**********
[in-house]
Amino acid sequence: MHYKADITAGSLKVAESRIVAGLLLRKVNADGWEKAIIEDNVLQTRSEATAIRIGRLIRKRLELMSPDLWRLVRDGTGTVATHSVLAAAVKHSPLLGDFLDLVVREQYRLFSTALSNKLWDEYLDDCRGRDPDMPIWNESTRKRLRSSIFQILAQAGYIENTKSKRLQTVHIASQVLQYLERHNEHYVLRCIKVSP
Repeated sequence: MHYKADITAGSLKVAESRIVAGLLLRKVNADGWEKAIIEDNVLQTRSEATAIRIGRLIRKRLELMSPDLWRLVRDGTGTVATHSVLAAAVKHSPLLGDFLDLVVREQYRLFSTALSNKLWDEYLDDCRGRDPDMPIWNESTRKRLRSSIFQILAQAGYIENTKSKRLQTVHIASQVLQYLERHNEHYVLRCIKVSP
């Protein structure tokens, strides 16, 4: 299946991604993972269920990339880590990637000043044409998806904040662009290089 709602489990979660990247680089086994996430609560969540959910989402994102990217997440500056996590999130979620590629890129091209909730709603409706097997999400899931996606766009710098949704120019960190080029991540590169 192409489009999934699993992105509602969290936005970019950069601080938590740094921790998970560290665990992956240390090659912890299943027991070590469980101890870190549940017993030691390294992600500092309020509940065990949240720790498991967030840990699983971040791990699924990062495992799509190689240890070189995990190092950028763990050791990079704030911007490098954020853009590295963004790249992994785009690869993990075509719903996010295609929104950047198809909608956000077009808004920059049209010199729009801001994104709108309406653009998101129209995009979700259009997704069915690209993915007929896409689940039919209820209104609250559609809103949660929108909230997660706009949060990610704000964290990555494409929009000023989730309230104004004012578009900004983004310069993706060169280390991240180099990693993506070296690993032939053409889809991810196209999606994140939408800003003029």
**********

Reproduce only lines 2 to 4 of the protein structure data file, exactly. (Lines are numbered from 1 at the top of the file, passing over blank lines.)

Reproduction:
Amino acid sequence: MHYKADITAGSLKVAESRIVAGLLLRKVNADGWEKAIIEDNVLQTRSEATAIRIGRLIRKRLELMSPDLWRLVRDGTGTVATHSVLAAAVKHSPLLGDFLDLVVREQYRLFSTALSNKLWDEYLDDCRGRDPDMPIWNESTRKRLRSSIFQILAQAGYIENTKSKRLQTVHIASQVLQYLERHNEHYVLRCIKVSP
Repeated sequence: MHYKADITAGSLKVAESRIVAGLLLRKVNADGWEKAIIEDNVLQTRSEATAIRIGRLIRKRLELMSPDLWRLVRDGTGTVATHSVLAAAVKHSPLLGDFLDLVVREQYRLFSTALSNKLWDEYLDDCRGRDPDMPIWNESTRKRLRSSIFQILAQAGYIENTKSKRLQTVHIASQVLQYLERHNEHYVLRCIKVSP
């Protein structure tokens, strides 16, 4: 299946991604993972269920990339880590990637000043044409998806904040662009290089 709602489990979660990247680089086994996430609560969540959910989402994102990217997440500056996590999130979620590629890129091209909730709603409706097997999400899931996606766009710098949704120019960190080029991540590169 192409489009999934699993992105509602969290936005970019950069601080938590740094921790998970560290665990992956240390090659912890299943027991070590469980101890870190549940017993030691390294992600500092309020509940065990949240720790498991967030840990699983971040791990699924990062495992799509190689240890070189995990190092950028763990050791990079704030911007490098954020853009590295963004790249992994785009690869993990075509719903996010295609929104950047198809909608956000077009808004920059049209010199729009801001994104709108309406653009998101129209995009979700259009997704069915690209993915007929896409689940039919209820209104609250559609809103949660929108909230997660706009949060990610704000964290990555494409929009000023989730309230104004004012578009900004983004310069993706060169280390991240180099990693993506070296690993032939053409889809991810196209999606994140939408800003003029």